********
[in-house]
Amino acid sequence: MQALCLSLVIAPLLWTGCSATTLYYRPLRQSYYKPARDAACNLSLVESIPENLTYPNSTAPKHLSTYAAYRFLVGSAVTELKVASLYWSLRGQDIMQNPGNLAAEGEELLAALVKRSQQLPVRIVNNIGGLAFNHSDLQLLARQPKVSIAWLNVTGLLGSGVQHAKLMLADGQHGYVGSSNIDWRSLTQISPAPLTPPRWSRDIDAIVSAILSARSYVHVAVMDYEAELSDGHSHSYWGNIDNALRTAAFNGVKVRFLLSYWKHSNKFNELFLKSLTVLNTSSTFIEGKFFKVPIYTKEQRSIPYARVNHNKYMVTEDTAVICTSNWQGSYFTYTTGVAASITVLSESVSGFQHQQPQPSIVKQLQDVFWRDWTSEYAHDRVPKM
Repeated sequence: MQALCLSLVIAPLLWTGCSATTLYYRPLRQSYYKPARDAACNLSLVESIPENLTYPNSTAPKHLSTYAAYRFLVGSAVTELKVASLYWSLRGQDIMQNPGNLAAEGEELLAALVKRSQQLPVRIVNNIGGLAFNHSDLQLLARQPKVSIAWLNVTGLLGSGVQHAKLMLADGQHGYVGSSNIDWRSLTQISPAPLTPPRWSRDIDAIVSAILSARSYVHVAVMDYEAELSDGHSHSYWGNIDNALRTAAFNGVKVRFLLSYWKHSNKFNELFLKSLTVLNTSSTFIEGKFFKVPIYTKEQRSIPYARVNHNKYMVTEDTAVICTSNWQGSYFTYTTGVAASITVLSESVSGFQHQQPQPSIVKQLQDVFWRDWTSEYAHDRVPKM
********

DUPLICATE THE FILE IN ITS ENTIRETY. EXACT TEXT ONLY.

[in-house]
Amino acid sequence: MQALCLSLVIAPLLWTGCSATTLYYRPLRQSYYKPARDAACNLSLVESIPENLTYPNSTAPKHLSTYAAYRFLVGSAVTELKVASLYWSLRGQDIMQNPGNLAAEGEELLAALVKRSQQLPVRIVNNIGGLAFNHSDLQLLARQPKVSIAWLNVTGLLGSGVQHAKLMLADGQHGYVGSSNIDWRSLTQISPAPLTPPRWSRDIDAIVSAILSARSYVHVAVMDYEAELSDGHSHSYWGNIDNALRTAAFNGVKVRFLLSYWKHSNKFNELFLKSLTVLNTSSTFIEGKFFKVPIYTKEQRSIPYARVNHNKYMVTEDTAVICTSNWQGSYFTYTTGVAASITVLSESVSGFQHQQPQPSIVKQLQDVFWRDWTSEYAHDRVPKM
Repeated sequence: MQALCLSLVIAPLLWTGCSATTLYYRPLRQSYYKPARDAACNLSLVESIPENLTYPNSTAPKHLSTYAAYRFLVGSAVTELKVASLYWSLRGQDIMQNPGNLAAEGEELLAALVKRSQQLPVRIVNNIGGLAFNHSDLQLLARQPKVSIAWLNVTGLLGSGVQHAKLMLADGQHGYVGSSNIDWRSLTQISPAPLTPPRWSRDIDAIVSAILSARSYVHVAVMDYEAELSDGHSHSYWGNIDNALRTAAFNGVKVRFLLSYWKHSNKFNELFLKSLTVLNTSSTFIEGKFFKVPIYTKEQRSIPYARVNHNKYMVTEDTAVICTSNWQGSYFTYTTGVAASITVLSESVSGFQHQQPQPSIVKQLQDVFWRDWTSEYAHDRVPKM